The partnership was a great demonstration on how more needs to be done to bridge the gap between the corporate sector and community in order to build a better South Africa.

The outcome from working with the Henley Business School has been increased communication in the organisation; the social workers have worked closely with the fundraising team to communicate the needs of the feeding scheme. As a result, Sparrow have made a successful partnership with a company who has supplied food for the feeding scheme to ensure all the children have breakfast and lunch. This has helped concentration levels and learning in the classroom and will hopefully reflect in the exams results taking place next week. Sparrow have also employed a new staff member to prepare and deliver the food for the children on the feeding scheme so the teachers and social workers can focus on educating and supporting Sparrow children.

Thank you, once again to all the Henley Business School for all your support and encouraging business and communities to work together.

If your company would like to get involved with the community and support the development of South African youth we would love to meet you! Whether you need to get more benefits from what you spend on Skills Development or Enterprise & Supplier Development, or seek to do more with your Socio-economic and Corporate Social Investment budget, Sparrow FET College and Sparrow Schools provides reliable and valuable solutions across the board.


Sparrow learners enjoy a week long camp to celebrate the end of the school year!

After a long year of working hard at school, completing their homework and finishing their exams, pupils from grade 1 and 2 enjoyed a fantastic School Camp to end the school year on a high.

The camp was hosted by ‘Camp Footprints’ at Kwalata Adventure Camp in the Dinokeng BIG 5 Game Reserve. The week long camp took place from the 14th to the 18th November 2016 and the lead up was an exciting and nerve racking time for some of the children who were away from their families for the 1st time.    

The opportunity was provided by The Just Footprints Foundation, which is a registered Non-Profit organisation, that has been running since 2008 to meet the need for an outdoor camping experience that provides safe and secure adventures for children with serious health and life challenges. Many of our Sparrow learners have experienced serious life challenges already in their early life including severe poverty,  abuse, neglect and the loss of one or both parents.

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The opportunity provided by the Just Footprint Foundation was enjoyed by all the children who attended the camp, as it allowed them to be children once again in a safe and caring environment. The camping programme included environmental awareness, intentional play, fun activities and personal growth opportunities. It also provided the children the opportunity of make new friends and experience many unique and new adventures.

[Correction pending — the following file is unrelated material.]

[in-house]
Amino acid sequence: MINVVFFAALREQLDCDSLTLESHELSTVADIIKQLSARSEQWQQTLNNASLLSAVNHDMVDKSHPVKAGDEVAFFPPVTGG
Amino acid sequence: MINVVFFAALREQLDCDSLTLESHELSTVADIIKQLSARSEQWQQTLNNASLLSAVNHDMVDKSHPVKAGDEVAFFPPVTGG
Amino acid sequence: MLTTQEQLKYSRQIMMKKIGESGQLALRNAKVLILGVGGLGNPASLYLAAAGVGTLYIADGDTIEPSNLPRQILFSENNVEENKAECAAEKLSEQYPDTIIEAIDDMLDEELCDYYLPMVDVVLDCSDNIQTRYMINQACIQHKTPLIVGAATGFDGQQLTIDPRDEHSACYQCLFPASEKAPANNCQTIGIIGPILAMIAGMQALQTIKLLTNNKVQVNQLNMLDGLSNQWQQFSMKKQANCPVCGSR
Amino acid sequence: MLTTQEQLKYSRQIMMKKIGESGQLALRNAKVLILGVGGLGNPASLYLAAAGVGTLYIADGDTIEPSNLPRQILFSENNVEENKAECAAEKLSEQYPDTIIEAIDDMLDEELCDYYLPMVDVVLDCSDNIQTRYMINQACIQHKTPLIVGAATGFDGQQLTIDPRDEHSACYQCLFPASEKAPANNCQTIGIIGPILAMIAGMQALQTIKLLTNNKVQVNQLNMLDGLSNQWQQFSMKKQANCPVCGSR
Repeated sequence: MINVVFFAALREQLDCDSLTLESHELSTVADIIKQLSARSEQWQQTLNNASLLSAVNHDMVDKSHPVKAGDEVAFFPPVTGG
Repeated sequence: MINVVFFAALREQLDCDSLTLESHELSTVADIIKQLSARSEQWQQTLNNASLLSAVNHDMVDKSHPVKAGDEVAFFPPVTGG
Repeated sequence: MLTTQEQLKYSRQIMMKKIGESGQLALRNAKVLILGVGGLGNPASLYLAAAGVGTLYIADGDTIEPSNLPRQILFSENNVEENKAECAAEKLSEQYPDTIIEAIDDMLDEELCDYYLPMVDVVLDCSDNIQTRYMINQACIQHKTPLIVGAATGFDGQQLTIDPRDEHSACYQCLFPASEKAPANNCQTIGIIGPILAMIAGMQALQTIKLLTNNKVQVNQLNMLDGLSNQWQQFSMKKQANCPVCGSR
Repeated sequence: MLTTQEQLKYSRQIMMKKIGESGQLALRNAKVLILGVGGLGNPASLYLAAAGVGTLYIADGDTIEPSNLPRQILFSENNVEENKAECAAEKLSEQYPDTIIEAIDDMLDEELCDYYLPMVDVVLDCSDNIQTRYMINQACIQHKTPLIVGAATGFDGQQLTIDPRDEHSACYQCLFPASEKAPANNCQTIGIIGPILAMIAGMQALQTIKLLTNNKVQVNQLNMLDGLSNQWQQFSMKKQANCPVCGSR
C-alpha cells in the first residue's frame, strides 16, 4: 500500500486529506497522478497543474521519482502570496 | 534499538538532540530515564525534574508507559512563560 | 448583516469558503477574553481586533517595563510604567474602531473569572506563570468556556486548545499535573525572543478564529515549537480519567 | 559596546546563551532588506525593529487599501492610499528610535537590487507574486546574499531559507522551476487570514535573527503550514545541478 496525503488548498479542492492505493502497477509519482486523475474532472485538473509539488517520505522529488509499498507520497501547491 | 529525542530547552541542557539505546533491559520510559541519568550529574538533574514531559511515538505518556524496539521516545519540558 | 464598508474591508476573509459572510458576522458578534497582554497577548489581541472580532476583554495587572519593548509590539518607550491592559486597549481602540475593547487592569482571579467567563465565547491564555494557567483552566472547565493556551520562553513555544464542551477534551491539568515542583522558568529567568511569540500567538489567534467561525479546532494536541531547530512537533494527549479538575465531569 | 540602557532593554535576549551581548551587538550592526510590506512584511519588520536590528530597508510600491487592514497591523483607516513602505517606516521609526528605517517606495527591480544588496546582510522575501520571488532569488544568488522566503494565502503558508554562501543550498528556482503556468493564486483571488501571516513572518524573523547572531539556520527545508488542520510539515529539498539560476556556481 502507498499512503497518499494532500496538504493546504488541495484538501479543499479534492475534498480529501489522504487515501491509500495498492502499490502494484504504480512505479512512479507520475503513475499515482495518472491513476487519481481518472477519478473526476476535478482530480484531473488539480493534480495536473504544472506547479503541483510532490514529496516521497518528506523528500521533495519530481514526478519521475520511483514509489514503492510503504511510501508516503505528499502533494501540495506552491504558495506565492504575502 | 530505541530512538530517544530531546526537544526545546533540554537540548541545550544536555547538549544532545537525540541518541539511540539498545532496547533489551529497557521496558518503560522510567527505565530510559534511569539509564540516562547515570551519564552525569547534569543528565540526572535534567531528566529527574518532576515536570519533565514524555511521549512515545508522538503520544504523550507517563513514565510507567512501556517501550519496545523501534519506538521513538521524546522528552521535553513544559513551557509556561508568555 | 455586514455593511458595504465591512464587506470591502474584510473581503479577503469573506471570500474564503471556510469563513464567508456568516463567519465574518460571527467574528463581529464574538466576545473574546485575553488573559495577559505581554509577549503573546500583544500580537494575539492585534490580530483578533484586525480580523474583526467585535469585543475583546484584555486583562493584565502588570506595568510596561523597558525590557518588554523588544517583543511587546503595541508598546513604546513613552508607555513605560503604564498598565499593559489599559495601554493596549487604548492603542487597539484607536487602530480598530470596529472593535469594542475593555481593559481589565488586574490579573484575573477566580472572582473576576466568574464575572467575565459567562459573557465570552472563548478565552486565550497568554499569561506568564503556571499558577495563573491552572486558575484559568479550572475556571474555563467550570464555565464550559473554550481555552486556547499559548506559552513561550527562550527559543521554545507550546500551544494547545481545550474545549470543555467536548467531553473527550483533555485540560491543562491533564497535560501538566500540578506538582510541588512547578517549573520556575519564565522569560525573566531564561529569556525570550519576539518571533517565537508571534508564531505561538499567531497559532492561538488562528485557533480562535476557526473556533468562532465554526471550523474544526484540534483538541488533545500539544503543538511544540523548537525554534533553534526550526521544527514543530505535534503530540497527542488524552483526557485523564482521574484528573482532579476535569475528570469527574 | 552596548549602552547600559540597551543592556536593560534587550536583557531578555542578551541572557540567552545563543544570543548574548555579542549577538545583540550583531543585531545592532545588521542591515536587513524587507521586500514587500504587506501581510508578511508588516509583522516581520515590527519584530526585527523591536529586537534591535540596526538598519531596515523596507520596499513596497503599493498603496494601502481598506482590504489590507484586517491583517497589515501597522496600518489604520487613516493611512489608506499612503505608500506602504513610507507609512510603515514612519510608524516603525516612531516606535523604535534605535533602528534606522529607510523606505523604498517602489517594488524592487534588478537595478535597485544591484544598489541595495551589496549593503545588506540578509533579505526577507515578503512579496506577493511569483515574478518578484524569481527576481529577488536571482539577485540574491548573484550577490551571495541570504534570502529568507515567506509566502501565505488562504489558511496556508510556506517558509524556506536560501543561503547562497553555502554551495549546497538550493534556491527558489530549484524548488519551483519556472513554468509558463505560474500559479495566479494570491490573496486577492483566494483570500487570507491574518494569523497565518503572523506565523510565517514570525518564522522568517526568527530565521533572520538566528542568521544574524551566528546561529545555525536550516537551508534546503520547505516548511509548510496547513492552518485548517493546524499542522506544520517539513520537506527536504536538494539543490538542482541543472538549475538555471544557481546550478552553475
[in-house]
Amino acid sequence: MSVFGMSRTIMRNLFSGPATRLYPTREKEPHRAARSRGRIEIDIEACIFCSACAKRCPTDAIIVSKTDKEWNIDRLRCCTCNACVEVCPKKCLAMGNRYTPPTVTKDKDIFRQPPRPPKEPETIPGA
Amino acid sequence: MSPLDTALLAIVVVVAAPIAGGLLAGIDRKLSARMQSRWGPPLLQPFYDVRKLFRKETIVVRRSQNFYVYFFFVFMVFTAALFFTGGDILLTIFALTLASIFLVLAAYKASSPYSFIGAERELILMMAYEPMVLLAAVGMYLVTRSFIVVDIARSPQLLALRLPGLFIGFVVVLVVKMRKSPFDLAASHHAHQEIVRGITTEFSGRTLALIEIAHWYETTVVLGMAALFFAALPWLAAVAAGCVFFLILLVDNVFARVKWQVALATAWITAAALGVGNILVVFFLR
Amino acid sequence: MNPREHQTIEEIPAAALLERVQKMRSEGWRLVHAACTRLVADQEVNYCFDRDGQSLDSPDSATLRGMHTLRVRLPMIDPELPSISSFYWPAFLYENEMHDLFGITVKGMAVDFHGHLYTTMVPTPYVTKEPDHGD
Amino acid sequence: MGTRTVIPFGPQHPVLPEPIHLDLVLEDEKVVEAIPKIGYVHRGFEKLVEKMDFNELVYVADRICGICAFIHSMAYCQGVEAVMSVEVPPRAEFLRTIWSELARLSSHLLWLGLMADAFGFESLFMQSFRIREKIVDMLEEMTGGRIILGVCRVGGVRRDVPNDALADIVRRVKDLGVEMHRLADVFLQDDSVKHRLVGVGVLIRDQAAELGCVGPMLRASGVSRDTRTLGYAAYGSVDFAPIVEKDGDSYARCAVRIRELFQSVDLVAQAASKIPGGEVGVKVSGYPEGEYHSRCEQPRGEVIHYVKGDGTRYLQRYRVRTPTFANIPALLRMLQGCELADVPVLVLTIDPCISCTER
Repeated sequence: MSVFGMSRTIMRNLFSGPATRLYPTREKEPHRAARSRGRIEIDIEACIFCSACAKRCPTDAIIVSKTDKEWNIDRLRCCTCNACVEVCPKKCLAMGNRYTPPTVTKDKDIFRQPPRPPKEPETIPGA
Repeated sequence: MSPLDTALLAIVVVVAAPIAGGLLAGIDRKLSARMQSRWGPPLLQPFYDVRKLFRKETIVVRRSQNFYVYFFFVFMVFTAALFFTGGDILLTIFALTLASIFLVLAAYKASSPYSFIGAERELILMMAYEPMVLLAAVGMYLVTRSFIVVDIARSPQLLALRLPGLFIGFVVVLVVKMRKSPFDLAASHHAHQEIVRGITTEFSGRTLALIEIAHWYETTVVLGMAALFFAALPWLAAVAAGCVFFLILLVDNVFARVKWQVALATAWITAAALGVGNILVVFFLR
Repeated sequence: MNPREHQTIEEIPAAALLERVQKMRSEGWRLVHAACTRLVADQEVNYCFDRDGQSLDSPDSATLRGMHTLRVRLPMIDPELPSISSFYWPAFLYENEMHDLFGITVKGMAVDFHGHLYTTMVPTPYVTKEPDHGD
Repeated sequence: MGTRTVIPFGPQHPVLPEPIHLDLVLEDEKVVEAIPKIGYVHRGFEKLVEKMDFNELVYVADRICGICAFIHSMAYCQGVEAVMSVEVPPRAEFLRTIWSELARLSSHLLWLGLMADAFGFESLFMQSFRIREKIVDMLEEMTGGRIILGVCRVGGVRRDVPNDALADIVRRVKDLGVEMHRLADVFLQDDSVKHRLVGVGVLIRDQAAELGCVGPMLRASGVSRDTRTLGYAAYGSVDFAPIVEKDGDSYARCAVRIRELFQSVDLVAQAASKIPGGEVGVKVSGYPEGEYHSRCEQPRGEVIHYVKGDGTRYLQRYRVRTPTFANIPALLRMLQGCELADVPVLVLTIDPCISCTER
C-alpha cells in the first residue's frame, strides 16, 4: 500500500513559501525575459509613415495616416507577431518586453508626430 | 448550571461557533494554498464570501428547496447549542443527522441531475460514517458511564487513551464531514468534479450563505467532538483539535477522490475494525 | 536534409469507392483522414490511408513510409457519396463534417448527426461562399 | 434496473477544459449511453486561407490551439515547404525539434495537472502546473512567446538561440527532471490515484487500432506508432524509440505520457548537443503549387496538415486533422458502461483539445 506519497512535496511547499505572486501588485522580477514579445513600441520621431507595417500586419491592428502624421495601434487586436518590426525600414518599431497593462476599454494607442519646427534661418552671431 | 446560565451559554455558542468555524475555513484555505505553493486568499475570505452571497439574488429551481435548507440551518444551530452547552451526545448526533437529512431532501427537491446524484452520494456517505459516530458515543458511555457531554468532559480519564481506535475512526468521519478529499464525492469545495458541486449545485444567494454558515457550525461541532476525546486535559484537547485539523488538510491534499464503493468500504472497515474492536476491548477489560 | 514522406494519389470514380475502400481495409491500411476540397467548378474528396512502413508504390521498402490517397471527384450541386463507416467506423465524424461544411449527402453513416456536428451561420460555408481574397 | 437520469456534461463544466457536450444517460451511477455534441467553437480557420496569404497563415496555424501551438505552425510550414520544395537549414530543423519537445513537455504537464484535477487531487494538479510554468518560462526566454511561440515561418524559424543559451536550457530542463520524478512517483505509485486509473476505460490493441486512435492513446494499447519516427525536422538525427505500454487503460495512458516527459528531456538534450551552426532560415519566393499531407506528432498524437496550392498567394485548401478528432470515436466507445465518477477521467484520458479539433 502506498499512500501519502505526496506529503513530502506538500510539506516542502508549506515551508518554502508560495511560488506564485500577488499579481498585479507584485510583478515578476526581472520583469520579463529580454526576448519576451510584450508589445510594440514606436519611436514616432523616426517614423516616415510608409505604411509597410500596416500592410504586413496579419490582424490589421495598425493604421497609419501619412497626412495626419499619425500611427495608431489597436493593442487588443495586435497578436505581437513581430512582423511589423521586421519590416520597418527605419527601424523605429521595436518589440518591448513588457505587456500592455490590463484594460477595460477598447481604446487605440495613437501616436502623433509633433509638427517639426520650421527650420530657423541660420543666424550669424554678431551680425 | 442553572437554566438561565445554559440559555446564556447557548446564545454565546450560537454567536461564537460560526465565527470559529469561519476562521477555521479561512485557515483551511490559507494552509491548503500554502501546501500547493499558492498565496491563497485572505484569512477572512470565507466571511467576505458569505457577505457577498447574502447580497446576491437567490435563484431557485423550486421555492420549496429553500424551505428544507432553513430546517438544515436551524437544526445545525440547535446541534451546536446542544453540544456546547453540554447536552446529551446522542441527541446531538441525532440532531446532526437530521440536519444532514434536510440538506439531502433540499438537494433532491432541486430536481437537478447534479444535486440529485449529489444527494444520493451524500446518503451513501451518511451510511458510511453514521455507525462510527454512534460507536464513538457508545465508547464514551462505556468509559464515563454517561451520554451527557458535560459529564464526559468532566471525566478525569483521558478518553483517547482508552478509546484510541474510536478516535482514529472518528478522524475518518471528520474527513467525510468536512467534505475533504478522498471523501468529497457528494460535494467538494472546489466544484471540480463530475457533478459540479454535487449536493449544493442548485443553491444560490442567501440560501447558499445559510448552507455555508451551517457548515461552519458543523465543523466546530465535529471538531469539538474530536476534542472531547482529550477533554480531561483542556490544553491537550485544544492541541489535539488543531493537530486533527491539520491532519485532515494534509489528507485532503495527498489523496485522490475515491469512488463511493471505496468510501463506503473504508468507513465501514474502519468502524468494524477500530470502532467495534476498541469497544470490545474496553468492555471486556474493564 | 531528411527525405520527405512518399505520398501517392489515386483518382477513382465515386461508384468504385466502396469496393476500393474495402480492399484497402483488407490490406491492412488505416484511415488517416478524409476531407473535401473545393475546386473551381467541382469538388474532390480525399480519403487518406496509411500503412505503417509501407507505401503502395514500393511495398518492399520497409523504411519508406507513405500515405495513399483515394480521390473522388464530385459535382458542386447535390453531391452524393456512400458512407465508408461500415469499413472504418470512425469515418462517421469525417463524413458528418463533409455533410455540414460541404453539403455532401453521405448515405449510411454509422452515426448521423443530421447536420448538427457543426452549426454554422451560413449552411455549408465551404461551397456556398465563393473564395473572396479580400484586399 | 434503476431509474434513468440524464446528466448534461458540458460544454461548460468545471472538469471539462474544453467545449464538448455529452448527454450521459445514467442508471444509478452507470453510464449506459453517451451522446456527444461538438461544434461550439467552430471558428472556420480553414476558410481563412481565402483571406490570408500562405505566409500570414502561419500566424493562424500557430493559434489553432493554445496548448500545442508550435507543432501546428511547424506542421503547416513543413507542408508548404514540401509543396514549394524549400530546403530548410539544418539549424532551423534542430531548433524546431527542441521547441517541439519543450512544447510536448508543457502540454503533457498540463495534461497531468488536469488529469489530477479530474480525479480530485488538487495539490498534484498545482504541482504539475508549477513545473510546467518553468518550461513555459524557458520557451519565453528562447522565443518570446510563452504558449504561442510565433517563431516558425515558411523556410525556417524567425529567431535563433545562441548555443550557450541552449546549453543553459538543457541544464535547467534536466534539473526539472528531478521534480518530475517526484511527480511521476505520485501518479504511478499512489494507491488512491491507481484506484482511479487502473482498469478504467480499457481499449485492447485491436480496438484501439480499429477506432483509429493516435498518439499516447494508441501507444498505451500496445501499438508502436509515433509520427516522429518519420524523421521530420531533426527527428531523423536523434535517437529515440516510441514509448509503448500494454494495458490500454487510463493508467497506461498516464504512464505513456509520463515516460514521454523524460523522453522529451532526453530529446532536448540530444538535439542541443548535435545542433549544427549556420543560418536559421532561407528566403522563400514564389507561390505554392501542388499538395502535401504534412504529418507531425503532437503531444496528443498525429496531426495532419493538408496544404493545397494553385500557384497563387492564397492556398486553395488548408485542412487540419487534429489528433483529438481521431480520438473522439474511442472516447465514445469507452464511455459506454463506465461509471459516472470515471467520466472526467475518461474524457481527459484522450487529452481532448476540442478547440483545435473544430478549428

Thank you again for all the staff and volunteers who provided Sparrow learners with the opportunity to attend a unique school camp but also made it such an enjoyable time for the children.

Sparrow Schools are on the lookout for similar opportunities for our learners who do not get these opportunities without the generous support and donations from companies. individuals and Trusts. If you are able to help disadvantaged children with learning difficulties in Johannesburg, then we would like to hear from you.

Please contact:Foundation Reception (foundation@sparrowschools.co.za)

Stimulating literacy during holidays

Help your child practice their reading and writing skills by using the play dough recipe below. Explain to your child that they will be helping you make play dough. Read the play dough recipe together with your child to help them practice their reading skills.

Try sounding out the letter sounds in words that they struggle with, e.g. “k” + “uh” + “p” for “cup”. Tell your child to write out their own play dough ingredients list to help them practice their spelling. You can help them by reading out the ingredients from the play dough recipe one line at a time.

At the grocery store, encourage your child to read out their ingredients list to you. At home, read out the directions of the recipe together. Then, let your child read out the instructions for you to follow. Lastly, invite some of their friends over and watch them enjoy playing with the play dough together.

Playdough recipe


  1. 1 cup cold water
  2. 1 cup salt
  3. 2 teaspoons vegetable oil
  4. food colouring
  5. 3 cups of flour
  6. 2 tablespoons cornstarch
  7. 1 teaspoon vanilla essence

Directions: Pour wet ingredients and salt together in a bowl. Stir well. Gradually add flour and cornstarch. Knead until firm. Store in an airtight container.

Words by Candice Tu, she studied Speech Therapy at the University of Cape Town and graduated with a Bachelor of Science in Speech-Language Pathology with honours in 2013.

Tu forms part of the organisation’s Learner Support Unit. This is a multidisciplinary team of therapists who provide additional academic and emotional support across the organisation.

Occupational Therapy, Speech Therapy, Remedial Therapy and Counselling is provided individually or in small groups. Standardised and screening assessment is conducted to track the progress and development of learners.

To book an assessment for your child for 2017, contact 011 482 1015.

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Helping A Child With Low Self-Esteem

Self-esteem is the way people see themselves. Children develop self-esteem very early in life and are shaped by their own expectations as well as the expectations of significant people in their life, such as parents, caregivers or peers.